Despite the fact that his name figured in the Bilkis Bano case investigations by the CBI, Bhagora who was a state cadre officer was promoted to the IPS cadre in 2006, and until the day of his dismissal, was enjoying the key posting of deputy commissioner of police (traffic) in Ahmedabad.

The Supreme Court had on July 10, 2017, dismissed the appeals by Bhagora and other cops, stating that there was clear-cut evidence against them. Despite this, the government waited till virtually his last day in service to dismiss him, the apex court order for action against the errant officer notwithstanding.

While Bilkis, battling an intransigent state administration, has stoically roughed it out for almost 17 years and managed to secure justice, the patience of an elderly mother fighting for justice for her dead daughter, Ishrat Jahan, killed in an alleged fake encounter in Ahmedabad, has run aground.

On May 1, Shamima Kauser, the mother of Ishrat Jahan, submitted a letter to the CBI court in Ahmedabad stating that the slow and tiring pace of the wheels of justice has sapped her strength, and in frustration she has decided not to contest the case any further.

College student Ishrat Jahan and three others—Pranesh Pillai, Amjad Ali Rana and Zeeshan Johar—were killed on the outskirts of Ahmedabad by a team of the Ahmedabad crime branch then led by DG Vanzara on June 15, 2004, in what was later termed a fake encounter. The cops claimed that they were part of a Lashkar-e-Toiba terror module out to kill then Chief Minister Narendra Modi.

Shamima’s letter to the CBI on September 18 conveys that she no longer intends to remain a party to the judicial proceedings. The letter is a sad commentary on the prevailing state of affairs. “I am heartbroken and my spirit is shattered at the perpetuation of this culture of impunity. I have thus instructed my counsel, Vrinda Grover, that I have lost the will to fight. The long-drawn and labyrinthine judicial process has exhausted and frustrated me. I had never imagined seeking truth and justice could be such an uphill, arduous and life-consuming task and I now feel helpless and hopeless.

All the accused cops are out on bail and some have even been reinstated in service despite facing charges of murder and conspiracy.”

She has also mentioned the Gujarat government’s refusal to sanction the trial of the accused and said that “it is the job of the CBI to prosecute the 11 accused officers. This culture of impunity needs to be eradicated to protect vulnerable citizens”. Shamima’s letter was delivered during the proceedings on the discharge applications filed by four police officers.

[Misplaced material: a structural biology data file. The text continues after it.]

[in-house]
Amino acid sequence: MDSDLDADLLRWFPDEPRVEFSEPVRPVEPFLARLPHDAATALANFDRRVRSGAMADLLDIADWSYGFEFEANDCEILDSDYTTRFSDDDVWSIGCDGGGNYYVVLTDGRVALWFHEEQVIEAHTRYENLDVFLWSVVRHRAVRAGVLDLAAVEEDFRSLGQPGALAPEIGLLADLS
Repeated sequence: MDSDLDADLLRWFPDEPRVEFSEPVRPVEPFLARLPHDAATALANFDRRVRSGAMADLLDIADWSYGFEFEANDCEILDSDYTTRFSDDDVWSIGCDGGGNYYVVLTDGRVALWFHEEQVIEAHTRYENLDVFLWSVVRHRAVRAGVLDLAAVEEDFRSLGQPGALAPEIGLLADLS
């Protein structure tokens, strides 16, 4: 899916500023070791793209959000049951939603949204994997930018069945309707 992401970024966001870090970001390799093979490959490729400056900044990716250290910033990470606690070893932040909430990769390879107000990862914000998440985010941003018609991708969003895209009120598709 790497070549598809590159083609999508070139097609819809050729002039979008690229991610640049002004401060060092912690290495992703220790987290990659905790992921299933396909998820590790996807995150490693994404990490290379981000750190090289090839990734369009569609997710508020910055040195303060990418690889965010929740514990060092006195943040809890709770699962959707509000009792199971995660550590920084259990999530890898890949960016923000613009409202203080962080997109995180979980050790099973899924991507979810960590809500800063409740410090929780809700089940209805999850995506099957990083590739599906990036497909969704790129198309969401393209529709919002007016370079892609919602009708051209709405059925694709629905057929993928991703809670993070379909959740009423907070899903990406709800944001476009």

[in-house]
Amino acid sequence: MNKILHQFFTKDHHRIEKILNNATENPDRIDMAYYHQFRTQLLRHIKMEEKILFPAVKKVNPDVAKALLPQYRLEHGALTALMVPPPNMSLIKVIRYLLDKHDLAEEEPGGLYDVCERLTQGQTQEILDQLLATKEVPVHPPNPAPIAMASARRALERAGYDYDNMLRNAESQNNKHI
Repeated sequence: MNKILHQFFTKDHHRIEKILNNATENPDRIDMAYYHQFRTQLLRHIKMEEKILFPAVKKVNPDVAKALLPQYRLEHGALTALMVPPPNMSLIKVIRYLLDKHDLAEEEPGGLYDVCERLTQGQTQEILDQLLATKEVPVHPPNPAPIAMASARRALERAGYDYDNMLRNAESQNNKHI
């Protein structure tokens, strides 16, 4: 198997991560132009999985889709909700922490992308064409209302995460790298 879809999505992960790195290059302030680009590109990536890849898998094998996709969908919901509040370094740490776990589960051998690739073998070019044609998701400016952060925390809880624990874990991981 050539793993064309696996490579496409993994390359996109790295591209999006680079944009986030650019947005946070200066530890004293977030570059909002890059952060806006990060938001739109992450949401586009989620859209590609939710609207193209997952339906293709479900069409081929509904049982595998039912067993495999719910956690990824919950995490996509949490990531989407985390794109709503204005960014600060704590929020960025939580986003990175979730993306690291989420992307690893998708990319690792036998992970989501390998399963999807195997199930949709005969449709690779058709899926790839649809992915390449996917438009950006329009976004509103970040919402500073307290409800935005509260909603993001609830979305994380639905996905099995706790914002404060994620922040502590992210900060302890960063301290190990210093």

This case is a classic example of how the shifting pendulum of political power brings about corresponding changes in key cases with such overtones. Metropolitan Magistrate SP Tamang, who submitted an inquiry report that said the encounter was fake, was subjected to an inquiry on his conduct on orders from the Gujarat High Court which was, however, set aside later by the apex court.

Satish Verma, a senior Gujarat cadre IPS officer, who was appointed to an SIT on the encounter, was shunted to the Northeast after he too revealed that the encounter was fake.

On the other hand, the accused officers in the case close to the BJP have had the benefit of the government’s largesse. Retired IPS DG Vanzara and NK Amin were discharged after the Gujarat government refused sanction to prosecute them. The CBI made it known that it would not challenge the order. Earlier in February 2018, senior police officer and former Gujarat DGP PP Pandey was discharged from the case, while the discharge plea of four remaining senior police officers has been moved. “I know for a fact that my daughter was killed in a premeditated manner. I have been up against some very powerful police officers who enjoy the patronage of the powers that be.” Nothing sadder could be said.